Zambia’s Nice, but Home is Nicer

By Lia Grant (McGill)

June 20th, 2014

Two of the many reasons I love Makupo

Two of the many reasons I love Makupo

We arrived back in Makupo today after a luxurious three days in Zambia at Zikomo Lodge and Safari. It was a beautiful stay; full of adventure on safari tours, laughter during evenings all together, and relaxation by the pool and in our suites. The safaris themselves were more than anything what made it worth our time. Seeing so many animals in their natural habitat while here in Africa was something I had not previously thought of as important, but it was absolutely exhilarating (the laughter-fit we all shared together on our dusk safari didn’t hurt either).

I have to admit, though, that I found it difficult at times to allow myself to feel content in Zambia. Even right upon arrival I felt myself very uneasy. We were greeted by the full staff of the lodge with cold drinks and moist hand towels, the owner insisting on her staff bringing our bags for us over to our rooms. It was incredibly jarring to suddenly be the epitome of a tourist, treated so very lavishly, completely separated from most all ‘real life’ either in Zambia or in Malawi. I have been trying to make sure I never allow myself to feel that way otherwise while here in Sub-Saharan Africa, wanting to (as much as is possible) understand the way that most people live their daily lives. Nonetheless, I pushed myself to enjoy the pause from my work and life in the community. I must note, however, that through that experience I was able to reflect upon the fact that we are not living as most people do even while in Makupo: we have a nice big space to work and eat in, cozy beds with bug nets to sleep in at night, meals cooked for us, laundry done for us, water brought to us, and more. These perks are not things that most people even in Makupo experience in their lives (and Makupo is a wealthier village than most, thanks to the money that comes in through Praxis Malawi). The truth is I will not be experiencing first-hand what it’s like to not have white-privilege while on this journey.

Overall, Zambia turned out to be an immensely introspective time; away from Makupo I was able to continue my planning for the play, and just generally contemplate and discuss my progress here. While I certainly went through culture shock upon arrival – going right away into disintegration phase (Stonebanks, 2013) – I feel that my emotional reaction turned out to be a facilitator in allowing me to rid myself of hidden oversights by bringing them to the surface.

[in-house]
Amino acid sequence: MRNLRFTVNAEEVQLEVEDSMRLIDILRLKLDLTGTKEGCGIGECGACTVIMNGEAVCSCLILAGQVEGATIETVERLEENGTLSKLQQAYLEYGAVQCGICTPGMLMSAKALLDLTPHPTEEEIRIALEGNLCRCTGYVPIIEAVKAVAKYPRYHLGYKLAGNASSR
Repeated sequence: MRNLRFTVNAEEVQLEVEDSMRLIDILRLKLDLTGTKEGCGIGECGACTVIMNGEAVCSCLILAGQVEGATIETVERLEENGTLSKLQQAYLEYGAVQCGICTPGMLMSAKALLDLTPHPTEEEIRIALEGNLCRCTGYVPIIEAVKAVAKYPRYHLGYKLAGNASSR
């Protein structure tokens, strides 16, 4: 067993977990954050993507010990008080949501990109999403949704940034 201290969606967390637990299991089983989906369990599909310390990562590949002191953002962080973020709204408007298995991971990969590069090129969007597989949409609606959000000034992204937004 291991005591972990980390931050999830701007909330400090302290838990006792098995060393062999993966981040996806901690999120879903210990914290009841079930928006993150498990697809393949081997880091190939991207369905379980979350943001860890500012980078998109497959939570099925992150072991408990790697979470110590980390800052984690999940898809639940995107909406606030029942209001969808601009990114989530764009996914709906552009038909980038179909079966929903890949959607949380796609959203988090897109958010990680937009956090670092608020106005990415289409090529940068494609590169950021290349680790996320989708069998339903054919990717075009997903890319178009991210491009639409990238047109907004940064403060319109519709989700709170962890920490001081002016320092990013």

It feels nice to be back in Makupo; it really has become a home away from home. As per usual, we were greeted by at least a dozen excited children. For the next several hours I played with them. As a teacher-in-training whenever I spend time with any children here in Malawi it occurs to me how difficult it is to communicate with them without a common language. Even simple things like, “gentler” are nearly impossible to convey to them (I got quite a few very intense high-fives today). Of course, to counter this, it is also incredible how easy it is to get by without much speech in other instances.

The debate between English and Chichewa is quite complex here, generally. English is the official language of the country, as it was colonized by Britain; however, the majority of the people in the villages speak very little English themselves. This is also in consideration amongst us in the Education team, as we want the children to get as much as they can in their learning, though there is a balance at play. If the children do not understand English well, or are not taught by an expert, they will struggle both in English Language Arts and in the other subjects that are taught in their second language. To counter this, the children should be provided with the opportunity to learn English well if it is seen as important in keeping up with the development of the rest of the world. It’s quite the debate, and a difficult issue to consider as we continue to work on curriculum. As it is right now, we have left it up to the discretion of the teacher. Hopefully more light will be shed on this issue in future years through other Praxis Malawi members.

For now, I am off to another busy day of work. We have Standard Two education units to complete, and I have a play to script. Tionana bwino.

References

Stonebanks, C. D. (2013). Cultural competence, culture shock and the praxis of experiential learning. In Lyle, E. & Knowles, G. (Ed.). Bridging the Theory-Practice Divide: Pedagogical Enactment for Socially Just Education. Nova Scotia: Backalong Books.

 

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